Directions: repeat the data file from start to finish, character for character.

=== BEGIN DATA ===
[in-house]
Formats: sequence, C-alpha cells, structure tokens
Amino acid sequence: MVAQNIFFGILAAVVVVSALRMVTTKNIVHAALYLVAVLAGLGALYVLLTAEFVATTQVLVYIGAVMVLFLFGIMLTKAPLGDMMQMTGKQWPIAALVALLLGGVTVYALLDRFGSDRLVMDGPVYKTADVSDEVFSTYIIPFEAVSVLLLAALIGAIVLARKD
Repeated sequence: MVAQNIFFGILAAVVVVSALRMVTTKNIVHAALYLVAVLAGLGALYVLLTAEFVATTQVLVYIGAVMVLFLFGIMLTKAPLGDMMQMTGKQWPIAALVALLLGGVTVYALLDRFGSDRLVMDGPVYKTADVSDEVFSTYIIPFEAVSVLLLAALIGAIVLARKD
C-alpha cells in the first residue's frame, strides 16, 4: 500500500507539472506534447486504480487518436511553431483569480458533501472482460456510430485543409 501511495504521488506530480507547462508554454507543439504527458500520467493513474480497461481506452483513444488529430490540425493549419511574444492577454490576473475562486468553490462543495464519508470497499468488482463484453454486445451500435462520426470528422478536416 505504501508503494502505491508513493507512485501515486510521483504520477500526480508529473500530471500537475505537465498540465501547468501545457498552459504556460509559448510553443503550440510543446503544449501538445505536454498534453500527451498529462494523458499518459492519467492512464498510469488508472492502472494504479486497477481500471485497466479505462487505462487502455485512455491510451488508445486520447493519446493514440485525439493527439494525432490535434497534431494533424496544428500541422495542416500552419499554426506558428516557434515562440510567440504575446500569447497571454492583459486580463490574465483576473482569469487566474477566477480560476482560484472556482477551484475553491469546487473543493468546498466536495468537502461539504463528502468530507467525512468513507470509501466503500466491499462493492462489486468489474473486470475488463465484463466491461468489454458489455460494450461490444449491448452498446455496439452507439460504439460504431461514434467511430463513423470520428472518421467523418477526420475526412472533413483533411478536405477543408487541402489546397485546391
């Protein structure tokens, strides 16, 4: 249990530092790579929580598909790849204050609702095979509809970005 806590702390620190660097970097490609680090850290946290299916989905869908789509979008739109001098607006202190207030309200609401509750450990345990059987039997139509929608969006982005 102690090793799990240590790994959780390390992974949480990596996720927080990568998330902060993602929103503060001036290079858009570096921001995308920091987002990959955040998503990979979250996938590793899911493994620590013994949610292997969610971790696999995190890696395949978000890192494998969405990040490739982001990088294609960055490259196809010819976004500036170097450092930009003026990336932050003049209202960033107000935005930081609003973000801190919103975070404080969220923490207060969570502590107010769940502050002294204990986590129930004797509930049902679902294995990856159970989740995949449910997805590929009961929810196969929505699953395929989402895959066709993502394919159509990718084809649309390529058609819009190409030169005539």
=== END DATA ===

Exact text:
[in-house]
Formats: sequence, C-alpha cells, structure tokens
Amino acid sequence: MVAQNIFFGILAAVVVVSALRMVTTKNIVHAALYLVAVLAGLGALYVLLTAEFVATTQVLVYIGAVMVLFLFGIMLTKAPLGDMMQMTGKQWPIAALVALLLGGVTVYALLDRFGSDRLVMDGPVYKTADVSDEVFSTYIIPFEAVSVLLLAALIGAIVLARKD
Repeated sequence: MVAQNIFFGILAAVVVVSALRMVTTKNIVHAALYLVAVLAGLGALYVLLTAEFVATTQVLVYIGAVMVLFLFGIMLTKAPLGDMMQMTGKQWPIAALVALLLGGVTVYALLDRFGSDRLVMDGPVYKTADVSDEVFSTYIIPFEAVSVLLLAALIGAIVLARKD
C-alpha cells in the first residue's frame, strides 16, 4: 500500500507539472506534447486504480487518436511553431483569480458533501472482460456510430485543409 501511495504521488506530480507547462508554454507543439504527458500520467493513474480497461481506452483513444488529430490540425493549419511574444492577454490576473475562486468553490462543495464519508470497499468488482463484453454486445451500435462520426470528422478536416 505504501508503494502505491508513493507512485501515486510521483504520477500526480508529473500530471500537475505537465498540465501547468501545457498552459504556460509559448510553443503550440510543446503544449501538445505536454498534453500527451498529462494523458499518459492519467492512464498510469488508472492502472494504479486497477481500471485497466479505462487505462487502455485512455491510451488508445486520447493519446493514440485525439493527439494525432490535434497534431494533424496544428500541422495542416500552419499554426506558428516557434515562440510567440504575446500569447497571454492583459486580463490574465483576473482569469487566474477566477480560476482560484472556482477551484475553491469546487473543493468546498466536495468537502461539504463528502468530507467525512468513507470509501466503500466491499462493492462489486468489474473486470475488463465484463466491461468489454458489455460494450461490444449491448452498446455496439452507439460504439460504431461514434467511430463513423470520428472518421467523418477526420475526412472533413483533411478536405477543408487541402489546397485546391
């Protein structure tokens, strides 16, 4: 249990530092790579929580598909790849204050609702095979509809970005 806590702390620190660097970097490609680090850290946290299916989905869908789509979008739109001098607006202190207030309200609401509750450990345990059987039997139509929608969006982005 102690090793799990240590790994959780390390992974949480990596996720927080990568998330902060993602929103503060001036290079858009570096921001995308920091987002990959955040998503990979979250996938590793899911493994620590013994949610292997969610971790696999995190890696395949978000890192494998969405990040490739982001990088294609960055490259196809010819976004500036170097450092930009003026990336932050003049209202960033107000935005930081609003973000801190919103975070404080969220923490207060969570502590107010769940502050002294204990986590129930004797509930049902679902294995990856159970989740995949449910997805590929009961929810196969929505699953395929989402895959066709993502394919159509990718084809649309390529058609819009190409030169005539």